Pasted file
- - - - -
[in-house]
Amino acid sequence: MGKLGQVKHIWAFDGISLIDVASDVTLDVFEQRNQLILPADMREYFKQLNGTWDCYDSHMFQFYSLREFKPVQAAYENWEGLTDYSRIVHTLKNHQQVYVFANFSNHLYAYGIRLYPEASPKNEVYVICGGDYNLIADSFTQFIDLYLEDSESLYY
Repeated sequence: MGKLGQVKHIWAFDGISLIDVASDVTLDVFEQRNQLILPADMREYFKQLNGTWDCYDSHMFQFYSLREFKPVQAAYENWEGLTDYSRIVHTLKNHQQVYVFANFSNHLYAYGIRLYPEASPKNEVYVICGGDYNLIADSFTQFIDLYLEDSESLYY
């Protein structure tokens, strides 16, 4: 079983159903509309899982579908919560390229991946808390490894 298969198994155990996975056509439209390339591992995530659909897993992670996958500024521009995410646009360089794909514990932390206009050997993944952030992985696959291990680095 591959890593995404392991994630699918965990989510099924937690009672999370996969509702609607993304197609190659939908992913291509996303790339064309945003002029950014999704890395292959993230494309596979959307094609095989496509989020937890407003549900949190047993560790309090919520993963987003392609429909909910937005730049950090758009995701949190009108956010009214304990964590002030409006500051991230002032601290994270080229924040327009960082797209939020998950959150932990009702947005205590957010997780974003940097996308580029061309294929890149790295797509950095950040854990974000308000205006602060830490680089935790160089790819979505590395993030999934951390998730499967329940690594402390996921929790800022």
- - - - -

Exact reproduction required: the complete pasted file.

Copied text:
[in-house]
Amino acid sequence: MGKLGQVKHIWAFDGISLIDVASDVTLDVFEQRNQLILPADMREYFKQLNGTWDCYDSHMFQFYSLREFKPVQAAYENWEGLTDYSRIVHTLKNHQQVYVFANFSNHLYAYGIRLYPEASPKNEVYVICGGDYNLIADSFTQFIDLYLEDSESLYY
Repeated sequence: MGKLGQVKHIWAFDGISLIDVASDVTLDVFEQRNQLILPADMREYFKQLNGTWDCYDSHMFQFYSLREFKPVQAAYENWEGLTDYSRIVHTLKNHQQVYVFANFSNHLYAYGIRLYPEASPKNEVYVICGGDYNLIADSFTQFIDLYLEDSESLYY
């Protein structure tokens, strides 16, 4: 079983159903509309899982579908919560390229991946808390490894 298969198994155990996975056509439209390339591992995530659909897993992670996958500024521009995410646009360089794909514990932390206009050997993944952030992985696959291990680095 591959890593995404392991994630699918965990989510099924937690009672999370996969509702609607993304197609190659939908992913291509996303790339064309945003002029950014999704890395292959993230494309596979959307094609095989496509989020937890407003549900949190047993560790309090919520993963987003392609429909909910937005730049950090758009995701949190009108956010009214304990964590002030409006500051991230002032601290994270080229924040327009960082797209939020998950959150932990009702947005205590957010997780974003940097996308580029061309294929890149790295797509950095950040854990974000308000205006602060830490680089935790160089790819979505590395993030999934951390998730499967329940690594402390996921929790800022």